Published on 12 January 2022
InsHeal wishes its readers a Happy, Healthy and Safe New Year 2022!
Today’s blog is on sunlight as a source of vitamin D, a vitamin that has been a frequent topic of discussion in the past couple of years due to its role in maintaining immunity against the COVID-19 infection.
The role of vitamin D in maintaining bone health is well established. Vitamin D is obtained from two main sources – diet and exposure to sunlight. The skin converts cholesterol into vitamin D when exposed to the ultraviolet B rays from the sun.
Sunlight and Vitamin D – The Best Time to be Outdoors
The best time for sun exposure to promote the production of vitamin D by the skin is between 10 am and 3 pm. During these hours, the skin receives direct ultraviolet B rays. In contrast, during morning and evening hours, the ultraviolet B rays are oblique, the path of light is longer and therefore the amount of rays absorbed by the ozone layer surrounding the earth is more. Therefore, less ultraviolet B light reaches the skin, resulting in a lower production of vitamin D.
An exposure for around 10-15 minutes may produce adequate levels of vitamin D in light-skinned individuals. Too much exposure could damage the skin and predispose to skin cancers, and should therefore be avoided.
Sunlight and Vitamin D – Maximize the Benefit
The skin produces vitamin D only when the sunlight falls on parts that are not covered by textile such as the face, arms, hands and legs. Thus, a short-sleeved shirt may be preferred to a long-sleeved one if the time spent outdoors is limited. Sunscreens can also reduce the production of vitamin D by the skin. Since glass absorbs the ultraviolet B rays, the skin will not produce vitamin D when exposed to sunlight that comes in through closed windows, which stresses on the need to be out under the direct sun.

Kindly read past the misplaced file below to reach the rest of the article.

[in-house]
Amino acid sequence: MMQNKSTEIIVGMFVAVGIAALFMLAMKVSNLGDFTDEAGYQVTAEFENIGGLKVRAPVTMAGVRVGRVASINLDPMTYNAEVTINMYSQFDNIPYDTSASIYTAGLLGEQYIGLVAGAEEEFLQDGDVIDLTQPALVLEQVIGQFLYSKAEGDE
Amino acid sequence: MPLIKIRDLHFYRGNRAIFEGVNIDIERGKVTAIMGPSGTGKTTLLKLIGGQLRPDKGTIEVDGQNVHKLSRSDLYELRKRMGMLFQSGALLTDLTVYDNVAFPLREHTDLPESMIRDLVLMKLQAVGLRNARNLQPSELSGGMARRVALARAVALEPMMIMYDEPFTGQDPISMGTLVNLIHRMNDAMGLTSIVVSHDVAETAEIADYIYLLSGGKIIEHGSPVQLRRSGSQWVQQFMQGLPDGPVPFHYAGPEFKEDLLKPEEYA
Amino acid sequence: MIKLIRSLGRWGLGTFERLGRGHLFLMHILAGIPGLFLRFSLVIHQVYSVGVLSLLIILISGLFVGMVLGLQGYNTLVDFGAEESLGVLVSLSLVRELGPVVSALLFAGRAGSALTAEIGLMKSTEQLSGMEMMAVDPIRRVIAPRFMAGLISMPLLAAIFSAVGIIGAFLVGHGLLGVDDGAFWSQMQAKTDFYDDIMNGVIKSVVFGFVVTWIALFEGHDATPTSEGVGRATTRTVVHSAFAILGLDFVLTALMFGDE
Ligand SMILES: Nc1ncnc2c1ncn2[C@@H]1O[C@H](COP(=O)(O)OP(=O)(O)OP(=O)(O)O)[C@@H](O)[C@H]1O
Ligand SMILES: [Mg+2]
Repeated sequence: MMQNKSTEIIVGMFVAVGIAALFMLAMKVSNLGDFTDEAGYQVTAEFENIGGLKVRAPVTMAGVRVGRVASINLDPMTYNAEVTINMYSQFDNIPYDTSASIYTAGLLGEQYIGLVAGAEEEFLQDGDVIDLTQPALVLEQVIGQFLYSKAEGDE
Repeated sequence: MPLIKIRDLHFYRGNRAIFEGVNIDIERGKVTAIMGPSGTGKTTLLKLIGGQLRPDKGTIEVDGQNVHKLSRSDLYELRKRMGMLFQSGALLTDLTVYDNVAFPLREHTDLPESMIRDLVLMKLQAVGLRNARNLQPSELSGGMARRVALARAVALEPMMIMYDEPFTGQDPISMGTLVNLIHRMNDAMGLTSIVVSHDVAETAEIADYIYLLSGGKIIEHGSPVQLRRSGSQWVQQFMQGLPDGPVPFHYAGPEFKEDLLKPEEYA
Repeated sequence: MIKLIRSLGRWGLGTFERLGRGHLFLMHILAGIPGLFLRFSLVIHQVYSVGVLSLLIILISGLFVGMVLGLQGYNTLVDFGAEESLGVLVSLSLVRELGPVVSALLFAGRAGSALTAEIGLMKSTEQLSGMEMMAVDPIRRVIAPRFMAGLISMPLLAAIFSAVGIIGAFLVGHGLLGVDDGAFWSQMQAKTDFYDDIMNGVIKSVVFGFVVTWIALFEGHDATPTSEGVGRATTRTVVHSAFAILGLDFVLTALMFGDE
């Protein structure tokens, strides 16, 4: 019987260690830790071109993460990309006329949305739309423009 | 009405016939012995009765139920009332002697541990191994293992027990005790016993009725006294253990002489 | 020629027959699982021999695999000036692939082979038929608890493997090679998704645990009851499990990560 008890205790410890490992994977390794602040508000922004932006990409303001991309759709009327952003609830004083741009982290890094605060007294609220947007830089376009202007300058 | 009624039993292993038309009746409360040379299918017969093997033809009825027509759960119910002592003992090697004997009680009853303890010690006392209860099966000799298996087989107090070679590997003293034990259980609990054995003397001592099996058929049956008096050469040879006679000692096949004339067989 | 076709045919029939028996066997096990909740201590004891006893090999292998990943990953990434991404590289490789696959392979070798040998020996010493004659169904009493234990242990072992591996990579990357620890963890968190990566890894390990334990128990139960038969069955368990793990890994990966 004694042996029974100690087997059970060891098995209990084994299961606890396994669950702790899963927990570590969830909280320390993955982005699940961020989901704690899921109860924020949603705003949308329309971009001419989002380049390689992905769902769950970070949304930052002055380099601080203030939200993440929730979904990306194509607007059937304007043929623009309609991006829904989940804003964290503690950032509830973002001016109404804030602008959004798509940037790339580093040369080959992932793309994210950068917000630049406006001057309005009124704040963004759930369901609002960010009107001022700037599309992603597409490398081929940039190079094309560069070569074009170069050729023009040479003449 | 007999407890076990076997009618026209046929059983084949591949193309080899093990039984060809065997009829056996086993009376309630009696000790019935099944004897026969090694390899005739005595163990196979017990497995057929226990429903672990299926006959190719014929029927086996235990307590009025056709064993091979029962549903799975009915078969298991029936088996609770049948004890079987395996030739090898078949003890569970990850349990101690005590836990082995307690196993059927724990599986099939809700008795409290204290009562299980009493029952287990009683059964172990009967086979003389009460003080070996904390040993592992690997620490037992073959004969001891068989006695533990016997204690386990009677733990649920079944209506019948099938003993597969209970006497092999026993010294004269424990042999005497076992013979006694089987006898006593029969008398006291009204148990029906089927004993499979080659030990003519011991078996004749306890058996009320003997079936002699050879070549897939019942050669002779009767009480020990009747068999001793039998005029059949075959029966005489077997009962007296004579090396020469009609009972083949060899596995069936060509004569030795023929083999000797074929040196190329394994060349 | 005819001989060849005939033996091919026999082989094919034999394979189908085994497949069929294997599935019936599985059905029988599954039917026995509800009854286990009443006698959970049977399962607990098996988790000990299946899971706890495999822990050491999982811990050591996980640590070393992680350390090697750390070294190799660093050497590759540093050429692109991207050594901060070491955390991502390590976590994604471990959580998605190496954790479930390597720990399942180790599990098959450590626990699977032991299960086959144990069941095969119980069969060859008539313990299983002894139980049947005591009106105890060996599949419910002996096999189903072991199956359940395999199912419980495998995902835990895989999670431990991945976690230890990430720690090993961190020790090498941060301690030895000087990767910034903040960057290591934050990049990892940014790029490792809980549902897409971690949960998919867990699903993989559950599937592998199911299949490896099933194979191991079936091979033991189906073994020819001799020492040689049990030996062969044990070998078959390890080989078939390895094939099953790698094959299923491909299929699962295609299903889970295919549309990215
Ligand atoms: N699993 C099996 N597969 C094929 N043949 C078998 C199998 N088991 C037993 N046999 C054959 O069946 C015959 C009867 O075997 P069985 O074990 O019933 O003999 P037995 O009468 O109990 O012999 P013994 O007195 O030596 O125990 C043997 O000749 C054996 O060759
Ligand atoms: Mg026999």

Sunlight and Vitamin D – Interfering Factors
Some factors that could reduce the ability of the skin to produce vitamin D. In such cases, an increase in the duration of exposure, an increase in the dietary intake or supplementation of vitamin D may be considered. For example, older age and darker skin may reduce the ability of the skin to produce vitamin D. The vitamin D production by the skin may also be reduced by environmental factors such as air pollution, or a residence closer to the poles.
Zhang R, Naughton DP. Vitamin D in health and disease: current perspectives. Nutr J. 2010;9:65. Published 2010 Dec 8. doi:10.1186/1475-2891-9-65
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